In this post, we will demonstrate a solution to the concurrency bug described in Part 4 by patching a running kernel.
This is the final post of our blog series that is intended for network administrators and developers who are interested in how to diagnose packet loss in the Linux network virtualization layers.
Solving the problem at the source code level
Prior work narrowed the problem to the statement highlighted here, which performs an unsafe early check for an already-full queue:
We discovered that in more recent kernels, this check had been removed entirely due to concerns about correctness in situations where the queue size changes. Since the queue full condition is an edge case with respect to performance, we chose the same approach for this repair.
Dynamic Linux kernel bug repair
In the environment under study, rebooting a machine to load a modified kernel has impacts to the rest of the cluster. While this can be done, it is less intrusive to patch the kernel in place.
Building a patch with kpatch
At a high level, kpatch builds two kernels and generates a patch based on differences in the executables produced. The first kernel is from a baseline source, which should match the running kernel. A source code patch is then applied to generate a modified kernel to compare.
To avoid unnecessary updates to any symbolic information influenced by line numbers, we created a patch which simply commented out the early queue full test:
We started with the source originally used to build the kernel we were patching, used the same GCC version and ensured an exact kernel version match of the target kernel with the LOCALVERSION configuration option.
kpatch-build produced the following output:
A patch module contains one or more objects, each having one or more functions to patch. In our case the module is tap.ko, and we are replacing
Kernel Live Patch support
Live patching leverages ftrace support, which allows patching the first instruction of every function. In a patched function, this first instruction of the original is altered to immediately call
After looking up the replacement, the call stack is rearranged to simulate a call directly to the new function. The patched function later returns directly to the caller of the unpatched version.
This instruction patch approach handles correctness, but more is required to guarantee coherency of the patch process at runtime. Once function(s) are patched, new executions begin using them immediately. However, the patch process is only complete when all threads in the system are guaranteed to use replacement functions the next time they are called.
Patch completion is tracked per thread by initially marking each TIF_PATCH_PENDING once all functions are patched. When threads return from kernel execution, they reset TIF_PATCH_PENDING since they could not be in a patched kernel function at that point. To handle blocked or idle threads, the kernel periodically scans them to see if they are TIF_PATCH_PENDING. If so, their call stacks are scanned to check for unpatched functions, clearing TIF_PATCH_PENDING if none are found.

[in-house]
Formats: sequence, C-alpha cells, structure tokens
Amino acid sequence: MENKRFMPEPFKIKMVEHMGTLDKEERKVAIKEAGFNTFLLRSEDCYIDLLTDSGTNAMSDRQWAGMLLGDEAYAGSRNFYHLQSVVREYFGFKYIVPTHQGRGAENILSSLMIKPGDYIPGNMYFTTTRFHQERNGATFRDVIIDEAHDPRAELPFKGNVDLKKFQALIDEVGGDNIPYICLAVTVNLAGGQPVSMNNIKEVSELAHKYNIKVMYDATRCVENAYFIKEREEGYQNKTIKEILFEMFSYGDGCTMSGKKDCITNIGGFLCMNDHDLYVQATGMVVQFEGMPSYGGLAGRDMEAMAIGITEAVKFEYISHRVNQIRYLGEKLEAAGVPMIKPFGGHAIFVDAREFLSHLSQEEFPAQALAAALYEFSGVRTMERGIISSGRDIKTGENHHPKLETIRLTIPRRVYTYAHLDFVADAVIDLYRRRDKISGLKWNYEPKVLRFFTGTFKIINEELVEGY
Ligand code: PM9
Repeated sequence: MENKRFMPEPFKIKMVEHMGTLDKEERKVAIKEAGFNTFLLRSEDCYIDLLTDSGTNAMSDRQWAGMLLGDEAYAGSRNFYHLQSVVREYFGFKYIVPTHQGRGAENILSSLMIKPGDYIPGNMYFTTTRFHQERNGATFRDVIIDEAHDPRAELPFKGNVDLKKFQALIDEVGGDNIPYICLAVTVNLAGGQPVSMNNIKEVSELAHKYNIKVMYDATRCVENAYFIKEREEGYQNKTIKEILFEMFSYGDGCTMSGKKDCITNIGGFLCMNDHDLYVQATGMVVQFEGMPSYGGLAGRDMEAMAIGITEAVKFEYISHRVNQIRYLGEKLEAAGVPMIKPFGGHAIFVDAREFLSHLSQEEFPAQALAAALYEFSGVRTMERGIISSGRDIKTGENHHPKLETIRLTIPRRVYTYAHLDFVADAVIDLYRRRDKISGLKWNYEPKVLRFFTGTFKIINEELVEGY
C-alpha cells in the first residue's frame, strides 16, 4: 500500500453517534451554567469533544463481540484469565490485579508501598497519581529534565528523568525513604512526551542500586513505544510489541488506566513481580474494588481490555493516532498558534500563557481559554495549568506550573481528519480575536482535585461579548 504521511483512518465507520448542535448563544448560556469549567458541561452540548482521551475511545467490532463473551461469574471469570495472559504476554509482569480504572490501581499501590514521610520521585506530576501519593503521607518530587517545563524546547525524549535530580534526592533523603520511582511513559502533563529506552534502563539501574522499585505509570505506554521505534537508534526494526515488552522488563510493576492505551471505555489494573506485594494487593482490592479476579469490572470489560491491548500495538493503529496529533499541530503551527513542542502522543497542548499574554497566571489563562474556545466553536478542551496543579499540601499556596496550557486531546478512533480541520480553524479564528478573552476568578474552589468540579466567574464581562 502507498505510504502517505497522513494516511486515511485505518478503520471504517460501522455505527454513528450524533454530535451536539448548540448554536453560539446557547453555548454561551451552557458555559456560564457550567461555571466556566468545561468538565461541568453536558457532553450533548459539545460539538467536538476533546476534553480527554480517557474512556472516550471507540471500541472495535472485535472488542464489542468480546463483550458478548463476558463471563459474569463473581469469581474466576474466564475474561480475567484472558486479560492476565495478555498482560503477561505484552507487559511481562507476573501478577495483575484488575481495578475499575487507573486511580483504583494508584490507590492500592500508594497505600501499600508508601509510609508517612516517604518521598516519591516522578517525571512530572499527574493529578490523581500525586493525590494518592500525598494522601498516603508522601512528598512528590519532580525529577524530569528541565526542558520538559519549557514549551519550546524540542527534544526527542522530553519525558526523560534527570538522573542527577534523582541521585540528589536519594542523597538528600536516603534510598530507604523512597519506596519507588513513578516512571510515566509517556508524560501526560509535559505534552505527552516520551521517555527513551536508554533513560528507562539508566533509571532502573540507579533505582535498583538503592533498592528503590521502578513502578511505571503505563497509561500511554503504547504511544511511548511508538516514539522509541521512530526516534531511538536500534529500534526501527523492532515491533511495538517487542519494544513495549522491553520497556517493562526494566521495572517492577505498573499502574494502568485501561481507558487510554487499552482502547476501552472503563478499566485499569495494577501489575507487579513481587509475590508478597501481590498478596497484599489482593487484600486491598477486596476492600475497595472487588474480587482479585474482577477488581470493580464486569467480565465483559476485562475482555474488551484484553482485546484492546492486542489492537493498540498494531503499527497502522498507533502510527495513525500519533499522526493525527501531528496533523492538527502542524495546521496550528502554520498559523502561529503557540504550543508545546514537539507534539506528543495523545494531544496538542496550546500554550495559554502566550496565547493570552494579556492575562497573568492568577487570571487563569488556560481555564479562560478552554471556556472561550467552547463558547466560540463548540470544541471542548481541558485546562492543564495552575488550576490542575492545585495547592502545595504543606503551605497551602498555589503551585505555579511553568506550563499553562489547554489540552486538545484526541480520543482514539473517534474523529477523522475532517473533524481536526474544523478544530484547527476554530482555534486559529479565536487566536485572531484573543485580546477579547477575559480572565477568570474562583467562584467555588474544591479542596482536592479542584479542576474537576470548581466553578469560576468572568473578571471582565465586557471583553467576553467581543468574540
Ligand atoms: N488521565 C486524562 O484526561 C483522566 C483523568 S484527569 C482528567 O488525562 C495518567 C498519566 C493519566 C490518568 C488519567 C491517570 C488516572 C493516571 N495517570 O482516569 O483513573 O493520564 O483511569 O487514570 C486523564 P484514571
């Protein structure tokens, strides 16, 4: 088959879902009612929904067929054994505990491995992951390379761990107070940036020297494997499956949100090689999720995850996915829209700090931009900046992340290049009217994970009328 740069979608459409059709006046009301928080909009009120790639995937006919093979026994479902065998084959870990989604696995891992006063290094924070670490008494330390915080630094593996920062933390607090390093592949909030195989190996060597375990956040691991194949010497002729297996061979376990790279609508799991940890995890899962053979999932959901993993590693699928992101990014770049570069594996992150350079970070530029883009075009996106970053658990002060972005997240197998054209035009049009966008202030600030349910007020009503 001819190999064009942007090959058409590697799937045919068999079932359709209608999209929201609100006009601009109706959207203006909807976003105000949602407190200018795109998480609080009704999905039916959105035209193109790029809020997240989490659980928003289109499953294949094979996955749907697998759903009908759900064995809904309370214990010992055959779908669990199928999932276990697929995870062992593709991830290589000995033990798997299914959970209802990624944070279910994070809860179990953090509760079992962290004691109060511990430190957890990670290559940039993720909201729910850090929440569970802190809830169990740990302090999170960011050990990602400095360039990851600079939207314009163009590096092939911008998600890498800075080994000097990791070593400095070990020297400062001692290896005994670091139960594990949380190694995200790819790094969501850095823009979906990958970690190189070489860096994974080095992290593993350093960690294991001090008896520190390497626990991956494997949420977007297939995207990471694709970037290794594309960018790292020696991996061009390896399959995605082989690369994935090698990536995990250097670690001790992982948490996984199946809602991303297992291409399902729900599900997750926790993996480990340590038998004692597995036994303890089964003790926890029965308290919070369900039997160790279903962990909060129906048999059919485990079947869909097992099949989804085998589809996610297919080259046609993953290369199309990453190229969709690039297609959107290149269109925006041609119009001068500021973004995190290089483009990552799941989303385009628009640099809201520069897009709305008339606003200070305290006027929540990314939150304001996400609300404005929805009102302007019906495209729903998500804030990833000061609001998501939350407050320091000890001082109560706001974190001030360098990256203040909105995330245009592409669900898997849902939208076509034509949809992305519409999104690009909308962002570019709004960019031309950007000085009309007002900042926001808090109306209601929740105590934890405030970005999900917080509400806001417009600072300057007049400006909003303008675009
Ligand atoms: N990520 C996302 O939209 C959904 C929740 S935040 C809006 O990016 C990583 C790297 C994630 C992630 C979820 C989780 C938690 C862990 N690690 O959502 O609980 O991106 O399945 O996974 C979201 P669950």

These two mechanisms work together to confirm patch completion, usually in a matter of seconds:
Confirming the solution
After developing and applying the dynamic patch to an environment, we set up a subsequent test to determine if packet loss was resolved. This test is the Netperf TCP_RR test described in Part 1 of this blog series. The results of the test are presented in Figure 1. The orange and the dark blue bars represent the histograms of the communication latencies without and with our patch, respectively. With the patch in place, the test ran successfully with zero packet drops. Note that toward the right end of the figure, there are no 200 ms+ latency tails with the patch:
In this blog series, we shared our experience of diagnosing packet loss in the infrastructure of IBM Cloud. The root cause of the packet loss in the discussed case was a concurrency bug in the Linux macvtap driver.
To narrow down the scope of the analysis and identify the root cause, we leveraged some useful tools and methodologies. Using SystemTap, we instrumented the running host Linux kernel to identify control paths and to probe data structures. We applied an intrusive analysis that varied the number of queues and observed the effect of this variation on the packet loss. It is worth mentioning that a careful and thorough source code analysis was a critical part of our diagnosis. Finally, we utilized the kpatch framework to apply a hot patch to the running Linux kernel. We have already implemented our solution in most regions.
Packet loss is one of the most critical problems in a network. However, its diagnosis becomes difficult in a cloud environment, where the network stack comprises multiple virtualization layers connected by queues. We hope that this blog series will help all those who are interested in diagnosing packet loss in network virtualization layers.